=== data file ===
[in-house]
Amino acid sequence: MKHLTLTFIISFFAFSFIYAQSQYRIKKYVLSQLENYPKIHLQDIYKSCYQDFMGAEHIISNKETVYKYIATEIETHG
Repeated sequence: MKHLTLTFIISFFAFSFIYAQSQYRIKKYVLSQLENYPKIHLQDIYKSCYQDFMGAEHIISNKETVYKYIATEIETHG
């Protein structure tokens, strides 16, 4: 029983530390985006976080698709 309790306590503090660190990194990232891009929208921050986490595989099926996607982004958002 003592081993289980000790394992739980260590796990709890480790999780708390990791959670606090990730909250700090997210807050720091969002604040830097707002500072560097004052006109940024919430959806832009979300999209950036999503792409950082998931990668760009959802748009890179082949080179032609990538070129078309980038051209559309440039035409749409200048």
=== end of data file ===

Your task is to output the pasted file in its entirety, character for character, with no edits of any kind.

[in-house]
Amino acid sequence: MKHLTLTFIISFFAFSFIYAQSQYRIKKYVLSQLENYPKIHLQDIYKSCYQDFMGAEHIISNKETVYKYIATEIETHG
Repeated sequence: MKHLTLTFIISFFAFSFIYAQSQYRIKKYVLSQLENYPKIHLQDIYKSCYQDFMGAEHIISNKETVYKYIATEIETHG
């Protein structure tokens, strides 16, 4: 029983530390985006976080698709 309790306590503090660190990194990232891009929208921050986490595989099926996607982004958002 003592081993289980000790394992739980260590796990709890480790999780708390990791959670606090990730909250700090997210807050720091969002604040830097707002500072560097004052006109940024919430959806832009979300999209950036999503792409950082998931990668760009959802748009890179082949080179032609990538070129078309980038051209559309440039035409749409200048």